Infertility is often times a very sensitive subject for couples who are struggling to conceive. In the US, there are approximately 6.7 million women who are facing challenges on how to get pregnant. (CDC 2006). In 2015, a ten-year retrospective study examined the efficacy of manual physical therapy to treat female infertility and discovered significantly positive outcomes.
In Nigeria, 25% of married couples suffer infertility. Gynecologists report that 40 -45% of the visits they have are due to casesof infertility. Currently, the ‘best’ available form of treatment is IVF and IUI ; the success rate of IUI is 10 – 15 per cent, The success rate of IVF is 25 – 30 per cent .
Researchers found that after they went through physical therapy, the women experienced a 40 to 60 percent success rate in getting pregnant (depending on the underlying cause of their infertility). The therapy specifically benefited women with blocked fallopian tubes (60 percent became pregnant), polycystic ovarian syndrome (53 percent), high levels of follicle stimulating hormone, an indicator of ovarian failure, (40 percent), and endometriosis (43 percent). This specialized physical therapy has even helped patients undergoing IVF raise their success rates to 56 percent and even 83 percent in some cases, as shown in a separate study.
The study looked at data collected from 2002-2011, which included approximately 1,392 patients treated for infertility.
It specifically included those with single or multiple causes for infertility that involved:
- Elevated FSH (follicle stimulating hormone) of 10 mIU/ml or higher
- Fallopian tube occlusion
- Endometriosis- when the lining of the uterus grows outside of the uterus causing significant pain, abnormal bleeding, infertility
- Polycystic Ovarian Syndrome (PCOS)- a condition that affects female hormone regulation at times producing multiple follicles that remain as cysts in and around the ovary
- Premature Ovarian Failure (POF)-loss of ovarian function before a woman is 40 years old and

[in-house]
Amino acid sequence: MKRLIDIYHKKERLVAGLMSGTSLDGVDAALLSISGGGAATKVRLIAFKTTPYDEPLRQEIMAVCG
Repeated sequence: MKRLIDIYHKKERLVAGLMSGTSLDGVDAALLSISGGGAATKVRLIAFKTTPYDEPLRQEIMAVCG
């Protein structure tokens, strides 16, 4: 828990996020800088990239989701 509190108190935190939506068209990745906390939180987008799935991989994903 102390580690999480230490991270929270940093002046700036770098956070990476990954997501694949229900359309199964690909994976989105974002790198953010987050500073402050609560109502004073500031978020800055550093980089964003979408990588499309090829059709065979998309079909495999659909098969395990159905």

- Unexplained Infertility (Rice, 2015)
Patients were treated using an individualized physical therapy treatment plan that was named the CPA (Clear Passage Approach) protocol. This protocol was tailored to meet the individual needs of the patients and to treat specific sites of restrictions and immobility within each patient’s body. Treatment included integrated manual therapy techniques focused on minimizing adhesions and decreasing mechanical blockages in order to improve mobility of soft tissue structures. Visceral manipulation was also used to help restore normal physiologic motion of organs with decreased motility.
The application of these specific manual therapy modalities are thought to activate the central nervous system by stimulating a local tissue response and thus increasing communication with higher control centers in the brain that have the ability to positively influence the activity of the ovary and uterus, as a result effecting hormone production and regulation.
This isn’t your regular ol’ PT though. The specialized method of physical therapy decreases adhesions, or internal scars that occur wherever the body heals from infection, inflammation, surgery, trauma or endometriosis (a condition where the uterine lining grows outside the uterus), says Larry Wurn, lead author and a massage therapist who developed the technique used in the study. These adhesions act like an internal glue and can block fallopian tubes, cover the ovaries so eggs cannot escape, or form on the walls of the uterus, decreasing the chance for implantation. “Reproductive structures need mobility in order to function correctly. This therapy removes the glue-like adhesions that bind structures,” he adds.
A similar method widely used by niche physical therapists is called the Mercier technique, says Dana Sackar, member of the American Academy of Fertility Care Professionals and owner of Flourish Physical Therapy, a Chicago-based clinic that specializes in physical therapy for fertility. During treatment, the therapist manually manipulates the pelvic visceral organs from the outside—a process that Sackar says isn’t terribly painful, but isn’t exactly a spa treatment either.